On behalf of the Business Roundtable, I write urging passage of a multi-year reauthorization of the U.S. Export-Import (Ex-Im) Bank as soon as possible before its short-term extension expires at the end of June. Such a long-term reauthorization is urgently needed to address growing uncertainty among U.S. companies, of all sizes, that rely on Ex-Im Bank to enable their exports.
In today’s highly competitive global marketplace, there are more than 60 export credit agencies (ECAs) providing their own exporters with aggressive financing packages to compete for and win international sales. Ex-Im Bank is critical to helping American companies and workers fairly compete for such sales. It does so by seeking to offset at least some of the financing provided by foreign ECAs to foreign competitors.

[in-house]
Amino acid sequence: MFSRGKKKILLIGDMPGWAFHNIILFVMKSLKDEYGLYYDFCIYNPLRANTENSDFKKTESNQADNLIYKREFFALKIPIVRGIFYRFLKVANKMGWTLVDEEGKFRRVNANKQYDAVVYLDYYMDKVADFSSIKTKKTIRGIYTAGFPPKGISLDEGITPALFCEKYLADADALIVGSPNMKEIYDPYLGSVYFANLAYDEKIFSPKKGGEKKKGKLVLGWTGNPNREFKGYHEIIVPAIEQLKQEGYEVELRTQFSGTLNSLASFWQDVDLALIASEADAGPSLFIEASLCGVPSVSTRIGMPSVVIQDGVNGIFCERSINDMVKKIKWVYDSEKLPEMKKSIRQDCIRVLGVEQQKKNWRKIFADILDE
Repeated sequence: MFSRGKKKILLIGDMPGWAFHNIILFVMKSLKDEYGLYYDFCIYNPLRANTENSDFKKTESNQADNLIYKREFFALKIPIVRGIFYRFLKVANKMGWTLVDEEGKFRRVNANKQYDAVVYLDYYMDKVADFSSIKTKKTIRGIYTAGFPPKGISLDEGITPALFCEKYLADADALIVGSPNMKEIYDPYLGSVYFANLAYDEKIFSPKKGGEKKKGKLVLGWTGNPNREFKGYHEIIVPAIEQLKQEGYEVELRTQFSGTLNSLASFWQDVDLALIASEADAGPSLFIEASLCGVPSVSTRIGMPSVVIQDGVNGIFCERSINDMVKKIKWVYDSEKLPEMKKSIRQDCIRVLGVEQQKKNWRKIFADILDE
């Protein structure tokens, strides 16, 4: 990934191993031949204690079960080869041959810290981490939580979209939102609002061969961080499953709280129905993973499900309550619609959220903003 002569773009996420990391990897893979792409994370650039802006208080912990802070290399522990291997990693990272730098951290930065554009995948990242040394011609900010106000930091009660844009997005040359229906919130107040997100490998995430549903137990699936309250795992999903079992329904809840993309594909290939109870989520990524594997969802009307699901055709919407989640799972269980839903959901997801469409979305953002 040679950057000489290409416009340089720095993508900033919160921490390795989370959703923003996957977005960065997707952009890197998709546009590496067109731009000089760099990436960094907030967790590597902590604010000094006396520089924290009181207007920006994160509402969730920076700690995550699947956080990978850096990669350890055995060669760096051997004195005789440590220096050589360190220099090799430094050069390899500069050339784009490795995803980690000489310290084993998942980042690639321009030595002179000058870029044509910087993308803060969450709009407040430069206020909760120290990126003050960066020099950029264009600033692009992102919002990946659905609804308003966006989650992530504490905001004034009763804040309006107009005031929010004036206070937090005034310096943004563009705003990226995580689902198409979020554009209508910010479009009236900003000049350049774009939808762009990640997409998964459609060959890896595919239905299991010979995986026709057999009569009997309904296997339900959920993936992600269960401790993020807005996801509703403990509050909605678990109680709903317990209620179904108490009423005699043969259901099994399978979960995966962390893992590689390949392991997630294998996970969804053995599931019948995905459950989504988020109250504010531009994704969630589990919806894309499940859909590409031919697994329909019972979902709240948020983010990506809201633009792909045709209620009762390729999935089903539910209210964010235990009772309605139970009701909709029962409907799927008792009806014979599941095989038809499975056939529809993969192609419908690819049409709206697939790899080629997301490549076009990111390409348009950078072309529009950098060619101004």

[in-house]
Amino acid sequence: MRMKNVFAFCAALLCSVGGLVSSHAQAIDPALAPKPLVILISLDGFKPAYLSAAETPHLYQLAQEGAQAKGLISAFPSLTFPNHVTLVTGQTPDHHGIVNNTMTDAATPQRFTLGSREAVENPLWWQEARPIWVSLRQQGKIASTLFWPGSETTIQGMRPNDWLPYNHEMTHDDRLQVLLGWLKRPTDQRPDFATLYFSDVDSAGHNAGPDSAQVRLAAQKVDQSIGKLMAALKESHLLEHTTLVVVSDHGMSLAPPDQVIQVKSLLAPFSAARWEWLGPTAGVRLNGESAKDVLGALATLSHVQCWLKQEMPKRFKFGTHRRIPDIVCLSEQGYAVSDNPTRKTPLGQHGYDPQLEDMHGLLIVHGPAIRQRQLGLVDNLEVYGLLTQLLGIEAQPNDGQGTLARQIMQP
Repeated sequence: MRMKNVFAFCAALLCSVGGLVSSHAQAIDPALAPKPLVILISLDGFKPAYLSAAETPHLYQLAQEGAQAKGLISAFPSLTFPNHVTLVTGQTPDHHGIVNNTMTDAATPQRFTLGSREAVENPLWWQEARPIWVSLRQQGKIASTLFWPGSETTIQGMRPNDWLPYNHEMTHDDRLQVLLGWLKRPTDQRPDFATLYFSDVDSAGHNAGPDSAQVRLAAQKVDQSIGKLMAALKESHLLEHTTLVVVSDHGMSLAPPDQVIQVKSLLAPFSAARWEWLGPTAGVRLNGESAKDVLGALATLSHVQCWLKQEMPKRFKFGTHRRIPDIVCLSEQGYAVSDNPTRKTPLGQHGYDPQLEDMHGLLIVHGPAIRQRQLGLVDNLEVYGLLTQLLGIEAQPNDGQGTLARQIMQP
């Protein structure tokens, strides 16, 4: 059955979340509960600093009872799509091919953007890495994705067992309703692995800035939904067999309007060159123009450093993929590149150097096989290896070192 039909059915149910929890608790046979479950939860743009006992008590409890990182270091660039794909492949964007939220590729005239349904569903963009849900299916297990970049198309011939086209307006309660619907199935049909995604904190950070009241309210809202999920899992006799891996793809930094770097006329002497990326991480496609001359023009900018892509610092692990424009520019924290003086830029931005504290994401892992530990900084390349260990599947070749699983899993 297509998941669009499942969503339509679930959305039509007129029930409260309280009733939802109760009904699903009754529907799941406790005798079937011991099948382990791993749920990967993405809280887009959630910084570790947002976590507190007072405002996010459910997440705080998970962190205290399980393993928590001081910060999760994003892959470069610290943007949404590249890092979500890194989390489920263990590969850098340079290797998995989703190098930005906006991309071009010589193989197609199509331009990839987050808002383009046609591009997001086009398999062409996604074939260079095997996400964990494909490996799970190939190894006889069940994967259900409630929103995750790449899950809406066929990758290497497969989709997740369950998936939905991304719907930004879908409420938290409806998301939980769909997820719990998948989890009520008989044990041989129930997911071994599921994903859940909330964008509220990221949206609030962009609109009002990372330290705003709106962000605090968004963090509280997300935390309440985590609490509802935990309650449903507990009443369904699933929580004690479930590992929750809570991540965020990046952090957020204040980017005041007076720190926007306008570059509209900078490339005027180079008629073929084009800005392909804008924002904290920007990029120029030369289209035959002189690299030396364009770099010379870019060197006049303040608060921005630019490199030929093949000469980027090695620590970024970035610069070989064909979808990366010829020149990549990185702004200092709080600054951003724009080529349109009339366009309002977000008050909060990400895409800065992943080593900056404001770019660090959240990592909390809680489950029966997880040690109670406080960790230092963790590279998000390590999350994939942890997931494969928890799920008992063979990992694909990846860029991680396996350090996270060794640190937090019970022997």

Ex-Im Bank has long played an important role in helping support U.S. exports and jobs. For example, in FY2014, it provided financing for $27.5 billion worth of U.S. exports through its approval of over 3,700 transactions for U.S. companies, including more than 3,300 for small businesses. These exports supported an estimated 164,000 American jobs at these companies as well as companies in their U.S. supply chains. Since its founding in 1934, Ex-Im Bank has supported more than $600 billion of U.S. exports.
Ex-Im Bank carries out its mission at very little risk to taxpayers. Borrowers have defaulted on less than two percent of all Ex-Im Bank loans since its creation and only 0.175% of loans in FY2014 – rates well below those of most commercial banks. In FY2014, Ex-Im Bank generated more than $674 million for the U.S. Treasury (from fees or interest charged for its services) after covering its expenses.